Now that we’re long past the 20th century, the vast changes – by no means all deserve to be called progress – it wrought can easily be taken for granted; if you stop to think about them, they defy belief, particularly considering the transformations witnessed by those who lived through them.
The post-war second half alone brought change beyond recognition but the paradox at the heart of More Tales From the City is that, while it sounds like it belongs in the pre-rock ‘n’ roll ’50s, it’s one of the most vivid and eloquent accounts of the fractured, fractious times in which it was made – declared by BoHJ frontman Johnny Brown, with some justification, as “the maddest time ever”; a time when the maddest policies ever somehow earned yet another public endorsement; a time when eminently preventable disasters showed up systematic failings with terrifying frequency; a time of wilfully misunderstood disease, of censorship suddenly and arbitrarily ratcheted up, of savagery in light entertainment as death and bereavement came to sit alongside the usual banality.
Amid all this, BoHJ’s brass and organ-heavy, rhumba-laden sound evoked a Shine On Harvey Moon demi-monde of national service, illicit encounters at the milkshake parlour and seaside towns already showing signs of wear. Morrissey was at this time preparing to touch on these themes but BoHJ delved even further and deeper with a vision that was universal more than it was regional or personal and the squabbling couples, stolen babies and forsaken misfits inhabiting their songs reflected, like those of the Smiths, timeless concerns.
The name of Bertolt Brecht followed BoHJ around like a benign fog but their sound was a complex, heavily loaded broth. Half of the songs on More Tales From the City are wholly or partly in waltz time but this never becomes wearing – why should it any more than an unvarying 4/4 tempo? – while a dancehall organ rhythm box is an equally frequent visitor. The piano that heralds opening track Who Snatched the Baby? brings a classical shade into the parlour, while Don’t Stick Knives In Babbies’ Heads takes a macabre folk standard and uses it to report soberly the facts of the grim case while reserving most of its judgement for the prurient fascination the crime attracts – a theme expanded on the lyric sheet, where the brief verses are compressed and inflated into a single, breathless Niagara of gossip.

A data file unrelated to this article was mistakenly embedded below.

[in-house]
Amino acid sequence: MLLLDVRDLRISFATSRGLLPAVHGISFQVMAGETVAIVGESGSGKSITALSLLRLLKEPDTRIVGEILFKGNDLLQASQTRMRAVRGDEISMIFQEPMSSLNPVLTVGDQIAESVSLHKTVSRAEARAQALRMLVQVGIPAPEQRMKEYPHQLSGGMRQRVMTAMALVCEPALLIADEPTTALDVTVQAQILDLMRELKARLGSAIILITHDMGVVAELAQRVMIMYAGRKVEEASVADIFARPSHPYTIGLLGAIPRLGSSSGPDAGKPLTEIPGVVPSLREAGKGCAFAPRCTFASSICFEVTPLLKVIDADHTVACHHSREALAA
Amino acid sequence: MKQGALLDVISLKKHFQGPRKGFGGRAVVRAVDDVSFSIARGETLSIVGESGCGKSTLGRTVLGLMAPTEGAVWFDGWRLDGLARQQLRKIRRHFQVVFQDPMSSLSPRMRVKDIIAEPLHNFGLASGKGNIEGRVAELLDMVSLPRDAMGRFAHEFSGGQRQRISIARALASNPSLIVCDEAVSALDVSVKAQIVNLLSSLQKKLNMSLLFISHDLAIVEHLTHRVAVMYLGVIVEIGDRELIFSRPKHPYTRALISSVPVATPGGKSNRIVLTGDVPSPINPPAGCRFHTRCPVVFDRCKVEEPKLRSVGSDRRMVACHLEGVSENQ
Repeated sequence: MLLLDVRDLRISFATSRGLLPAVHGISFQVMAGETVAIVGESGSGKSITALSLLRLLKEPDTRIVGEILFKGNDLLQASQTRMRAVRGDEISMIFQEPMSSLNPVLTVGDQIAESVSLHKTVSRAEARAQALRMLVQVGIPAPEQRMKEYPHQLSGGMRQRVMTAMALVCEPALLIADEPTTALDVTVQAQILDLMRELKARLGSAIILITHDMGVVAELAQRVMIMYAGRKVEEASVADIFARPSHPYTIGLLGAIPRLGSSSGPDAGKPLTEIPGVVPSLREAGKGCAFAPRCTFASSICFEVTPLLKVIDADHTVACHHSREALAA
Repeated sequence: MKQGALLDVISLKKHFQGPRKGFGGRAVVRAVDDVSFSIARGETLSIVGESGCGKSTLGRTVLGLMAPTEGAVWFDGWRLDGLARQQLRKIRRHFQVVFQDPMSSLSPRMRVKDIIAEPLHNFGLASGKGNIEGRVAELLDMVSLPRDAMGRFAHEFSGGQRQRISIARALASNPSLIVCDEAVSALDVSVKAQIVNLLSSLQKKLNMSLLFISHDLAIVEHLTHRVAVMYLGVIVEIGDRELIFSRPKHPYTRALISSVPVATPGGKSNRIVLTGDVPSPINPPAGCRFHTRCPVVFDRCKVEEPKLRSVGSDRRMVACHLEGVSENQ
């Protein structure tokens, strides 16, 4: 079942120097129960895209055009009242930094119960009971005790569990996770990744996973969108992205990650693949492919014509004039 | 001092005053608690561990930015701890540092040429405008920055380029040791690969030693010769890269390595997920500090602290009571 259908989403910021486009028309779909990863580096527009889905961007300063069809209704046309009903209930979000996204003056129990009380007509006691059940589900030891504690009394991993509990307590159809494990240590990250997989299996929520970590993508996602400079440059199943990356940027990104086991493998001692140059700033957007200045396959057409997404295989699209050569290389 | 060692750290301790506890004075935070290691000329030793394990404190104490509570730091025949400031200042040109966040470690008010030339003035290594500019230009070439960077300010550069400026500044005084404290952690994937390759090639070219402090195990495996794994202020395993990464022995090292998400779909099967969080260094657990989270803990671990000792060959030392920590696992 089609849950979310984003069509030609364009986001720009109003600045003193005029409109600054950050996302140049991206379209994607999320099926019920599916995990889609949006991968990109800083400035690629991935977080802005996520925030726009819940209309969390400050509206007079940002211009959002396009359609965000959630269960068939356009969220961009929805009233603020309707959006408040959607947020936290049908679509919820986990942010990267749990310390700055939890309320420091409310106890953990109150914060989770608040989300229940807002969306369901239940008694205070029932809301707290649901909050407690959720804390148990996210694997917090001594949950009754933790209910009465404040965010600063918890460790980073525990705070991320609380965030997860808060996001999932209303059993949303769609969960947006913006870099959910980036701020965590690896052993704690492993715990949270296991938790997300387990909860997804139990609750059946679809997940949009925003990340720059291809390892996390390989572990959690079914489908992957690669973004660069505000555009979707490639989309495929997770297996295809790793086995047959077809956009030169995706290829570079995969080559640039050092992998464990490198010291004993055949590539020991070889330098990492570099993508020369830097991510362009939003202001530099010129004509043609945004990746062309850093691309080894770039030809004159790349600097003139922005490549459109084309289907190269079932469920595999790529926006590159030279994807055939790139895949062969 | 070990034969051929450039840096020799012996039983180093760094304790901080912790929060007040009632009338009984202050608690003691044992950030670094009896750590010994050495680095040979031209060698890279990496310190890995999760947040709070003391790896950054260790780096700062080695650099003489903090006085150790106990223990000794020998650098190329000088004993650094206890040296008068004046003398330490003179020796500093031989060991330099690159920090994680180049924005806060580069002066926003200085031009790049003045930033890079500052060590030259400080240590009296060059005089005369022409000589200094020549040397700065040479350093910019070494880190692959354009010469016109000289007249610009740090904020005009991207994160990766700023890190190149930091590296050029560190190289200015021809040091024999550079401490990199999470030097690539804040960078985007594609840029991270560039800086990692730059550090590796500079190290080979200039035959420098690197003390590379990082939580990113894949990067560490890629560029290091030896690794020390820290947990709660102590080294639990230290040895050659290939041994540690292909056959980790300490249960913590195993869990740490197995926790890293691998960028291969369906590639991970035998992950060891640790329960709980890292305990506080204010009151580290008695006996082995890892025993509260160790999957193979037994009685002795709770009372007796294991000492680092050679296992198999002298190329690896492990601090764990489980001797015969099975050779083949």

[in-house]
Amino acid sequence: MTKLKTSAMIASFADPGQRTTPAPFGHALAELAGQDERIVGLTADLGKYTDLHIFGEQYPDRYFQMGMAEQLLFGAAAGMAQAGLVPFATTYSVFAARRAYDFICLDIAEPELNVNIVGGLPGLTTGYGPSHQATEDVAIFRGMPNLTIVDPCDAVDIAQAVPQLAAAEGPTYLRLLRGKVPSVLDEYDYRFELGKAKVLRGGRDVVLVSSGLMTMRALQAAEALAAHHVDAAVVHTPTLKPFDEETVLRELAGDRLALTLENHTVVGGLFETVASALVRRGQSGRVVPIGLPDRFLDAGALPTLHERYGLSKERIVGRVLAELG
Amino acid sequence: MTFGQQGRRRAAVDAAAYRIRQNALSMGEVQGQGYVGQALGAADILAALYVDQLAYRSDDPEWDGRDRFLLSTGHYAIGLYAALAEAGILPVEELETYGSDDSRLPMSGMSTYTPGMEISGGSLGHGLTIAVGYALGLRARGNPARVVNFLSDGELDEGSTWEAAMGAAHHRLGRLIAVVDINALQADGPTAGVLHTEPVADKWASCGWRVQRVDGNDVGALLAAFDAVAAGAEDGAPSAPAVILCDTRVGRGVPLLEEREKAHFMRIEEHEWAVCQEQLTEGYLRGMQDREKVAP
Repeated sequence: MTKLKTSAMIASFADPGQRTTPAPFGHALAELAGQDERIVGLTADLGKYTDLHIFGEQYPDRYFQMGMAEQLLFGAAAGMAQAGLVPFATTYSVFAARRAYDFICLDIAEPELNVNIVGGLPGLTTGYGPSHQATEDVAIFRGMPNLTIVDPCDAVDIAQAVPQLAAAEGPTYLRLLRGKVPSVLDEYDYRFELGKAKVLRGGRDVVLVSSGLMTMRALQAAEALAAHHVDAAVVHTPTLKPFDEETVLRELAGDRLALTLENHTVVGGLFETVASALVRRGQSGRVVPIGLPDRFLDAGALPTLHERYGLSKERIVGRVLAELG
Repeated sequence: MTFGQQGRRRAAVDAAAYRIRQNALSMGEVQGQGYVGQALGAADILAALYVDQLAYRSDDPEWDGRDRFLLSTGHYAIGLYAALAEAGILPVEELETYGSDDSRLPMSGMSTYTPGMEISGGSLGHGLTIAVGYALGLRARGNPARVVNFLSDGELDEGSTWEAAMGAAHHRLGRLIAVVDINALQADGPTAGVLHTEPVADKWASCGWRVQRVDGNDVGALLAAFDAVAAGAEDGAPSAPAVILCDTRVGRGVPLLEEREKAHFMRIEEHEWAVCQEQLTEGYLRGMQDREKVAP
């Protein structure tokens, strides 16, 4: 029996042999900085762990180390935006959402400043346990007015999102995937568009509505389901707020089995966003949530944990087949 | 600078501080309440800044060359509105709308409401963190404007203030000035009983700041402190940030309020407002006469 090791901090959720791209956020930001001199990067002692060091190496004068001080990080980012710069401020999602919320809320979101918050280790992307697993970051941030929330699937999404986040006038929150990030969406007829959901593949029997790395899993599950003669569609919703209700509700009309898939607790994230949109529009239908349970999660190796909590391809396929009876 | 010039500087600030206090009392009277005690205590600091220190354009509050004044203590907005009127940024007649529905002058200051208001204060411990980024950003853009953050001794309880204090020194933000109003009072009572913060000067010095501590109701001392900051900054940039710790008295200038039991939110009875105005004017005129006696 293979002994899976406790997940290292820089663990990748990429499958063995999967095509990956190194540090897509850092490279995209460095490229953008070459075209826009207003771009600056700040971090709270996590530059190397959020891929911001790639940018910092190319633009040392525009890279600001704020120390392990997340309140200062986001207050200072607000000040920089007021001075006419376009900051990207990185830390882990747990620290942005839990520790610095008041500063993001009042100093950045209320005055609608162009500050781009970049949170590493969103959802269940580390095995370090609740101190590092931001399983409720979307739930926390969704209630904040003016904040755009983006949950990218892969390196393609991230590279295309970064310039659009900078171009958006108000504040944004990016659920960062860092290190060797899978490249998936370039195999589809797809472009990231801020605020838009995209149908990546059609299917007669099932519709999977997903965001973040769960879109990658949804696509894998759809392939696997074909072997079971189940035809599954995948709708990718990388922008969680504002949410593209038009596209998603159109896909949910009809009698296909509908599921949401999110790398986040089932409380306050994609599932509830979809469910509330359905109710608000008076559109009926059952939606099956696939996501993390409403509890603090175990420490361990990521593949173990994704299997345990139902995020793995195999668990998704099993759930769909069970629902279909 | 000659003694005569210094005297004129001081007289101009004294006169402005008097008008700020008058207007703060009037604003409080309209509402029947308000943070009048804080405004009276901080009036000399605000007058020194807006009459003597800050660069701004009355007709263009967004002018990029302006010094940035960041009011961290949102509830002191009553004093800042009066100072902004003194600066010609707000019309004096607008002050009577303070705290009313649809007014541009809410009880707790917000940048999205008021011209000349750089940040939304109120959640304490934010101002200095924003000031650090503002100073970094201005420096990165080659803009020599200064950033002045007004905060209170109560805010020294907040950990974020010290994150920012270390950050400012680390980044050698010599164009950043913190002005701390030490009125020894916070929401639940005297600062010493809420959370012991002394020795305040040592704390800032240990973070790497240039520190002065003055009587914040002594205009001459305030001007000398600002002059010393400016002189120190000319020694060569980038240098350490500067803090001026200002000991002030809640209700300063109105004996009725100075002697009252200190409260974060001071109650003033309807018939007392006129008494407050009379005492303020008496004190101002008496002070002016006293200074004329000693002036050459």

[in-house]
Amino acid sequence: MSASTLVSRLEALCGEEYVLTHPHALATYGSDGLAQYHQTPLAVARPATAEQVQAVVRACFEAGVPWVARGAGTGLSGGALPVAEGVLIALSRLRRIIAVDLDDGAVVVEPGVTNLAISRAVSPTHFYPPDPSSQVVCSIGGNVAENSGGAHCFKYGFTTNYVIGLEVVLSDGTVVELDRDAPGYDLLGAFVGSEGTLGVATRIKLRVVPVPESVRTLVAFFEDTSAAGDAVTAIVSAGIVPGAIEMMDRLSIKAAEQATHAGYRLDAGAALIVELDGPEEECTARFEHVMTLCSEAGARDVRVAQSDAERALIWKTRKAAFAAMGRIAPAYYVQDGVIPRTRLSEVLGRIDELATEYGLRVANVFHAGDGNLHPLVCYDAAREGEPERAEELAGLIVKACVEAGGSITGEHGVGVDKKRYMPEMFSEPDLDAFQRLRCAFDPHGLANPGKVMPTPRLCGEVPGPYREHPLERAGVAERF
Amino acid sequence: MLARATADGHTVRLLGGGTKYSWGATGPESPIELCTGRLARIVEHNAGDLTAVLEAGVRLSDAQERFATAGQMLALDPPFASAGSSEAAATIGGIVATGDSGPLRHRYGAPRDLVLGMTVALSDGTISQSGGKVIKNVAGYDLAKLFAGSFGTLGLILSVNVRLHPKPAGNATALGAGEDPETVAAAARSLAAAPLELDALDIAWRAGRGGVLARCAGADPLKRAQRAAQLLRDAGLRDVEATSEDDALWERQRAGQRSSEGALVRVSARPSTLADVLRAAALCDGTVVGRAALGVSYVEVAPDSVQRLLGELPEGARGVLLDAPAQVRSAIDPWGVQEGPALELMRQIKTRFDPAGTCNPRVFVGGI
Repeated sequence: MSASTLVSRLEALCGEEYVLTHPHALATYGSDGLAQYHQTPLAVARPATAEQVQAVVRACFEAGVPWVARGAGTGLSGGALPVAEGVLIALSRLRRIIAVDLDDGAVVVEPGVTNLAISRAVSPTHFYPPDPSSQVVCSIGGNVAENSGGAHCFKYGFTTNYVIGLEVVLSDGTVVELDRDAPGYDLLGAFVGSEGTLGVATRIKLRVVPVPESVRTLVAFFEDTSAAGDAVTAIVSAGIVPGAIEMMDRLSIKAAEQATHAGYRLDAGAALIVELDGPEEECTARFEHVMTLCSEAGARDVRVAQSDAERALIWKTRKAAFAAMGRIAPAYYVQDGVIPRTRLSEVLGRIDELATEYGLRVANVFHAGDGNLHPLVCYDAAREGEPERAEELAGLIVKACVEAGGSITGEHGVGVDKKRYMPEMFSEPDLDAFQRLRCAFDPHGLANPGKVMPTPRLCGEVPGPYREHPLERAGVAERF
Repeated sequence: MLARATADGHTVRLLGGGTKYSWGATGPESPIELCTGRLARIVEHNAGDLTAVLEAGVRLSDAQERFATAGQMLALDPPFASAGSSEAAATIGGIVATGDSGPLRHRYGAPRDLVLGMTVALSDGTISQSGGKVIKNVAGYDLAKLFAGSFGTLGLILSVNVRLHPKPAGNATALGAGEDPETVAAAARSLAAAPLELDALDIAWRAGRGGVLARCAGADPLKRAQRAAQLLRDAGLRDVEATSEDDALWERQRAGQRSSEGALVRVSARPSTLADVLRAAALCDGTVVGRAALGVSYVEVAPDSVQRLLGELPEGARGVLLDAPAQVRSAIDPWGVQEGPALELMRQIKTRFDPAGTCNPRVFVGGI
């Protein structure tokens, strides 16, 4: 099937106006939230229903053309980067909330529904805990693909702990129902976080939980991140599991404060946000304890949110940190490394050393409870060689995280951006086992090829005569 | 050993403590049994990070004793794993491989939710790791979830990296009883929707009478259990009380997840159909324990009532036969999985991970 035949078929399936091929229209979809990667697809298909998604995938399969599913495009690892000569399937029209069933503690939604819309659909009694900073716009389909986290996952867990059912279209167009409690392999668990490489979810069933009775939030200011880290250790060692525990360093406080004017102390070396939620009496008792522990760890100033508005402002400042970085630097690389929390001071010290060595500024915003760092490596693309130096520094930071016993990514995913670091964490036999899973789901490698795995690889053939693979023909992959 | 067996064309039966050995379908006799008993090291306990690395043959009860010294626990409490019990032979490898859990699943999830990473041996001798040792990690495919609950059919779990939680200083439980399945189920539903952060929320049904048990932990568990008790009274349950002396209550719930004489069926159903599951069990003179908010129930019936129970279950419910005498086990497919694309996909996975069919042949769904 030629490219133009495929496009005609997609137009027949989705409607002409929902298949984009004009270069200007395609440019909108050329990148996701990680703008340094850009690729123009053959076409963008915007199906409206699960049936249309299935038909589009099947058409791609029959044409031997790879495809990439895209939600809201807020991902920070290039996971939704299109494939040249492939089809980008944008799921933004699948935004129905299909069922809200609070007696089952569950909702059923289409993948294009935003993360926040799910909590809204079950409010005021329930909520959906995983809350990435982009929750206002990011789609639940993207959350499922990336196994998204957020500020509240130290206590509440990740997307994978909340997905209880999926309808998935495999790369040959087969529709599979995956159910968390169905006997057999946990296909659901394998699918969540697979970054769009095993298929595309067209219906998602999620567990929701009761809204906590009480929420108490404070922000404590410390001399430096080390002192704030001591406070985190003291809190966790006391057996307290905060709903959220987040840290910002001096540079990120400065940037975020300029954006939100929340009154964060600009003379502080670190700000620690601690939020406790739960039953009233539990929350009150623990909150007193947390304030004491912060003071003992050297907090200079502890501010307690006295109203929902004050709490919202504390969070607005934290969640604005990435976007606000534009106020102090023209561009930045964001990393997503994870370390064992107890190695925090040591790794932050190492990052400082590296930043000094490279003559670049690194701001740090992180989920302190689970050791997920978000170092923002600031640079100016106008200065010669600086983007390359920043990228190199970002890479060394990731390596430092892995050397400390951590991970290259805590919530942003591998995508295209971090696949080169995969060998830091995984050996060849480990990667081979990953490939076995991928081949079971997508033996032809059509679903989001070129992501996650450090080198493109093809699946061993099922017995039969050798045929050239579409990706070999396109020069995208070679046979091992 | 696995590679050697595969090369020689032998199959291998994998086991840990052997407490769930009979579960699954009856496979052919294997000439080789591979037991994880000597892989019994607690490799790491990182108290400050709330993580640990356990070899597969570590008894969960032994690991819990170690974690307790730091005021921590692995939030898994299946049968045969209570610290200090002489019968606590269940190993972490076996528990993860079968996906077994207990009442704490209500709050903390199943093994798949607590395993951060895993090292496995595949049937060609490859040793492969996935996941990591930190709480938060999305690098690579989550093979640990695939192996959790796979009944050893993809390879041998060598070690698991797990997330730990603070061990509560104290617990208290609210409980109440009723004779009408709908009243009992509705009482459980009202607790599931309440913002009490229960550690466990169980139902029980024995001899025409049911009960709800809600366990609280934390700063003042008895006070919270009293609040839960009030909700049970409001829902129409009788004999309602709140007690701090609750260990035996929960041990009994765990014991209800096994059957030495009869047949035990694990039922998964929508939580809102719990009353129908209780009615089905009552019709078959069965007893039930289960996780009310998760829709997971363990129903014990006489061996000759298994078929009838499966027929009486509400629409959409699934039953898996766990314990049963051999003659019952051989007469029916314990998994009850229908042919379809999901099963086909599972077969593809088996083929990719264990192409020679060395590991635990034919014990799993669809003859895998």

Elsewhere among the snapshots of thwarted yet unavoidably resilient lives, Cities ponders “five minutes’ joy, a lifetime of shame” to exquisite mandolin and despairing strings and The Tide of Life ends its dissection of regret and resentment after six minutes but could conceivably carry on for millennia along with the waves it mimics.
The two most ‘modern’ sounding songs are among the best. Mad Dot puts bass in the foreground for the first and last time and, despite the striped t-shirts and anoraks favoured by the band, is the one song that could have galvanised an indie disco – if only there’d been one that had the nous to play it. Closing track (of course) Goodnight, God Bless, Goodbye, meanwhile, is genuinely heartbreaking, Johnny’s rueful memories – “in a way I’m glad what we had we swore was forever” – cushioned by rotating drums, subdued keyboards and a rare-going-on-unique instance of whistling being not only forgivable but essential.
They supported James. Carter USM insisted on quoting them as an influence despite using them to completely misguided ends. Robert Plant is a fan and would have been anyway even if they didn’t have practically the same name as his pre-Zeppelin band. For all this, BoHJ have been persistently forgotten and overlooked but they’ve returned- now sadly without founder member Karel van Bergen, who died in 2013 – and still have plenty to offer. More Tales From the City, though, remains the place to start, as potent and pointed as the day it came about – “I refuse to believe that those days are gone, that there was a time that was once upon”. (PG)